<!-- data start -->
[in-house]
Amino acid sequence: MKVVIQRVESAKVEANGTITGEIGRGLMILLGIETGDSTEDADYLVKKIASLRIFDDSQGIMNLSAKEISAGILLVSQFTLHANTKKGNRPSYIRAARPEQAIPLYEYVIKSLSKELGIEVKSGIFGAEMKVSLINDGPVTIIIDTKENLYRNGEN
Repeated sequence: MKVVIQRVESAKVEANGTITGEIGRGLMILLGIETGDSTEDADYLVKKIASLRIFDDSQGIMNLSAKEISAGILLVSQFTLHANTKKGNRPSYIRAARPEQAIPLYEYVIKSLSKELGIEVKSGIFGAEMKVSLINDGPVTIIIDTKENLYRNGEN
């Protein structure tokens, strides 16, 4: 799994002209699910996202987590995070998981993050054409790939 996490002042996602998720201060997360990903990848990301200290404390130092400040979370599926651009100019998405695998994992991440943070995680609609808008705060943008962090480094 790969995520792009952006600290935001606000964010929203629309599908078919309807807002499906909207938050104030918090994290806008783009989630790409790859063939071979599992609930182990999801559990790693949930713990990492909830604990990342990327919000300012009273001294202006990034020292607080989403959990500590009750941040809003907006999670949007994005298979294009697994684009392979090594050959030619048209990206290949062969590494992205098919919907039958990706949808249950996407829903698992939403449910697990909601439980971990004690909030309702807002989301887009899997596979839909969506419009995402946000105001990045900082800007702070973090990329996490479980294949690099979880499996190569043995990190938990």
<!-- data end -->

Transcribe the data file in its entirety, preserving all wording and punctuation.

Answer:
[in-house]
Amino acid sequence: MKVVIQRVESAKVEANGTITGEIGRGLMILLGIETGDSTEDADYLVKKIASLRIFDDSQGIMNLSAKEISAGILLVSQFTLHANTKKGNRPSYIRAARPEQAIPLYEYVIKSLSKELGIEVKSGIFGAEMKVSLINDGPVTIIIDTKENLYRNGEN
Repeated sequence: MKVVIQRVESAKVEANGTITGEIGRGLMILLGIETGDSTEDADYLVKKIASLRIFDDSQGIMNLSAKEISAGILLVSQFTLHANTKKGNRPSYIRAARPEQAIPLYEYVIKSLSKELGIEVKSGIFGAEMKVSLINDGPVTIIIDTKENLYRNGEN
């Protein structure tokens, strides 16, 4: 799994002209699910996202987590995070998981993050054409790939 996490002042996602998720201060997360990903990848990301200290404390130092400040979370599926651009100019998405695998994992991440943070995680609609808008705060943008962090480094 790969995520792009952006600290935001606000964010929203629309599908078919309807807002499906909207938050104030918090994290806008783009989630790409790859063939071979599992609930182990999801559990790693949930713990990492909830604990990342990327919000300012009273001294202006990034020292607080989403959990500590009750941040809003907006999670949007994005298979294009697994684009392979090594050959030619048209990206290949062969590494992205098919919907039958990706949808249950996407829903698992939403449910697990909601439980971990004690909030309702807002989301887009899997596979839909969506419009995402946000105001990045900082800007702070973090990329996490479980294949690099979880499996190569043995990190938990």